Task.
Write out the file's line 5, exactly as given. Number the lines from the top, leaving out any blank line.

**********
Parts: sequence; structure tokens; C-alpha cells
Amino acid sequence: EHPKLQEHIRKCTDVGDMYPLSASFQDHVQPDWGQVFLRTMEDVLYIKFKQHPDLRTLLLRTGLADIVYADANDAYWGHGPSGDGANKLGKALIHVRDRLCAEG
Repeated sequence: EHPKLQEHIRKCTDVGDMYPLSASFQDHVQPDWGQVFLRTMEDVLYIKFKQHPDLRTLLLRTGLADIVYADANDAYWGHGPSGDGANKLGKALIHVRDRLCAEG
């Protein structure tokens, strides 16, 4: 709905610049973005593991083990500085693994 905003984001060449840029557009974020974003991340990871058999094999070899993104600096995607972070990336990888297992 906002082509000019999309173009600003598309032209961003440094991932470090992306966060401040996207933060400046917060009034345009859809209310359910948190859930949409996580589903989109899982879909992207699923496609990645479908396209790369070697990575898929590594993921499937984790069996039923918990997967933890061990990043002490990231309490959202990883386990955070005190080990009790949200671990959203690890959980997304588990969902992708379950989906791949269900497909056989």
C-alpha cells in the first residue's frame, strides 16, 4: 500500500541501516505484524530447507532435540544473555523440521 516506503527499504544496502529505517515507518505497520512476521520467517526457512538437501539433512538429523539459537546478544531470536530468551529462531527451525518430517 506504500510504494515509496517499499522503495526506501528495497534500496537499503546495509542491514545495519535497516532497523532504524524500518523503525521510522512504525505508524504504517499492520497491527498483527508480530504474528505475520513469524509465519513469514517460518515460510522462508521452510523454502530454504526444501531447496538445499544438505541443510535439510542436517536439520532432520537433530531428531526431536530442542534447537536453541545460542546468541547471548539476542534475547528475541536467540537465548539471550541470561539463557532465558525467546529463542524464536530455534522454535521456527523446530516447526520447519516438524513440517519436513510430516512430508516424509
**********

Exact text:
C-alpha cells in the first residue's frame, strides 16, 4: 500500500541501516505484524530447507532435540544473555523440521 516506503527499504544496502529505517515507518505497520512476521520467517526457512538437501539433512538429523539459537546478544531470536530468551529462531527451525518430517 506504500510504494515509496517499499522503495526506501528495497534500496537499503546495509542491514545495519535497516532497523532504524524500518523503525521510522512504525505508524504504517499492520497491527498483527508480530504474528505475520513469524509465519513469514517460518515460510522462508521452510523454502530454504526444501531447496538445499544438505541443510535439510542436517536439520532432520537433530531428531526431536530442542534447537536453541545460542546468541547471548539476542534475547528475541536467540537465548539471550541470561539463557532465558525467546529463542524464536530455534522454535521456527523446530516447526520447519516438524513440517519436513510430516512430508516424509